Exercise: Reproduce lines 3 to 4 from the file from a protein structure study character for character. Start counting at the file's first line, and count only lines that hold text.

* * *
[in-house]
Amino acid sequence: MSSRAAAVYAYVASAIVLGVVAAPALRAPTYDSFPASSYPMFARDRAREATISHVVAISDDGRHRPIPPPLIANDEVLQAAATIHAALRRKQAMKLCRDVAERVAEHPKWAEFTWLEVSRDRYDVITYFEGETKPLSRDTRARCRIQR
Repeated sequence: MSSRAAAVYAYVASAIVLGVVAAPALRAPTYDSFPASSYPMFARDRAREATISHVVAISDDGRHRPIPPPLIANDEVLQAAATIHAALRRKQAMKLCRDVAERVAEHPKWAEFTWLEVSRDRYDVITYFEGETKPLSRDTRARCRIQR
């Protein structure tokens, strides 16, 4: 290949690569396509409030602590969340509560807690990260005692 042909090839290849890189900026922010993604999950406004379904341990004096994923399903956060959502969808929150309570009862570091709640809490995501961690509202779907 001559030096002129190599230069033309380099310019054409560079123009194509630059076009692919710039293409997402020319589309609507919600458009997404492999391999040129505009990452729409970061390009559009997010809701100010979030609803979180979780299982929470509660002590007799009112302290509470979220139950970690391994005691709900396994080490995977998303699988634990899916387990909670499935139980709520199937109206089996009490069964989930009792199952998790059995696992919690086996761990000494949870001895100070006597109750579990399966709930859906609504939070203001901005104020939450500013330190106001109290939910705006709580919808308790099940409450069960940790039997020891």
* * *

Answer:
Repeated sequence: MSSRAAAVYAYVASAIVLGVVAAPALRAPTYDSFPASSYPMFARDRAREATISHVVAISDDGRHRPIPPPLIANDEVLQAAATIHAALRRKQAMKLCRDVAERVAEHPKWAEFTWLEVSRDRYDVITYFEGETKPLSRDTRARCRIQR
């Protein structure tokens, strides 16, 4: 290949690569396509409030602590969340509560807690990260005692 042909090839290849890189900026922010993604999950406004379904341990004096994923399903956060959502969808929150309570009862570091709640809490995501961690509202779907 001559030096002129190599230069033309380099310019054409560079123009194509630059076009692919710039293409997402020319589309609507919600458009997404492999391999040129505009990452729409970061390009559009997010809701100010979030609803979180979780299982929470509660002590007799009112302290509470979220139950970690391994005691709900396994080490995977998303699988634990899916387990909670499935139980709520199937109206089996009490069964989930009792199952998790059995696992919690086996761990000494949870001895100070006597109750579990399966709930859906609504939070203001901005104020939450500013330190106001109290939910705006709580919808308790099940409450069960940790039997020891």